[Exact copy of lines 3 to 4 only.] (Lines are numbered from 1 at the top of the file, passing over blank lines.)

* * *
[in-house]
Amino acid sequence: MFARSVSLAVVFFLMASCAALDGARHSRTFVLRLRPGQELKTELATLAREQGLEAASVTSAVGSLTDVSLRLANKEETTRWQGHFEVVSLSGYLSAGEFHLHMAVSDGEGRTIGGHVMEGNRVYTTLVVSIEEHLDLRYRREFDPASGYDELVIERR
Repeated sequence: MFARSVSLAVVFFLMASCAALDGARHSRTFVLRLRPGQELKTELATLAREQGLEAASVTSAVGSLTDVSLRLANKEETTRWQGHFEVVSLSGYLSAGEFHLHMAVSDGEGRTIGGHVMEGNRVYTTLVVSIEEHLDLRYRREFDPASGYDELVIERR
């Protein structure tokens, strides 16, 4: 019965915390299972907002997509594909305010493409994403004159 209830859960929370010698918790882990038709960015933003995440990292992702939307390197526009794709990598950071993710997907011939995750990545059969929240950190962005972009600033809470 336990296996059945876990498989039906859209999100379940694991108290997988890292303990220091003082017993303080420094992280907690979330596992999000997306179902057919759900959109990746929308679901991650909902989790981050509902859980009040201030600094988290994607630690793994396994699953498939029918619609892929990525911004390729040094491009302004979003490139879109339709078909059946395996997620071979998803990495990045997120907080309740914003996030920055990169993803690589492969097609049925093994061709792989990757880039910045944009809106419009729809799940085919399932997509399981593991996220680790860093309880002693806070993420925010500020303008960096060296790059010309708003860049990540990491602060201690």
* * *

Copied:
Repeated sequence: MFARSVSLAVVFFLMASCAALDGARHSRTFVLRLRPGQELKTELATLAREQGLEAASVTSAVGSLTDVSLRLANKEETTRWQGHFEVVSLSGYLSAGEFHLHMAVSDGEGRTIGGHVMEGNRVYTTLVVSIEEHLDLRYRREFDPASGYDELVIERR
């Protein structure tokens, strides 16, 4: 019965915390299972907002997509594909305010493409994403004159 209830859960929370010698918790882990038709960015933003995440990292992702939307390197526009794709990598950071993710997907011939995750990545059969929240950190962005972009600033809470 336990296996059945876990498989039906859209999100379940694991108290997988890292303990220091003082017993303080420094992280907690979330596992999000997306179902057919759900959109990746929308679901991650909902989790981050509902859980009040201030600094988290994607630690793994396994699953498939029918619609892929990525911004390729040094491009302004979003490139879109339709078909059946395996997620071979998803990495990045997120907080309740914003996030920055990169993803690589492969097609049925093994061709792989990757880039910045944009809106419009729809799940085919399932997509399981593991996220680790860093309880002693806070993420925010500020303008960096060296790059010309708003860049990540990491602060201690």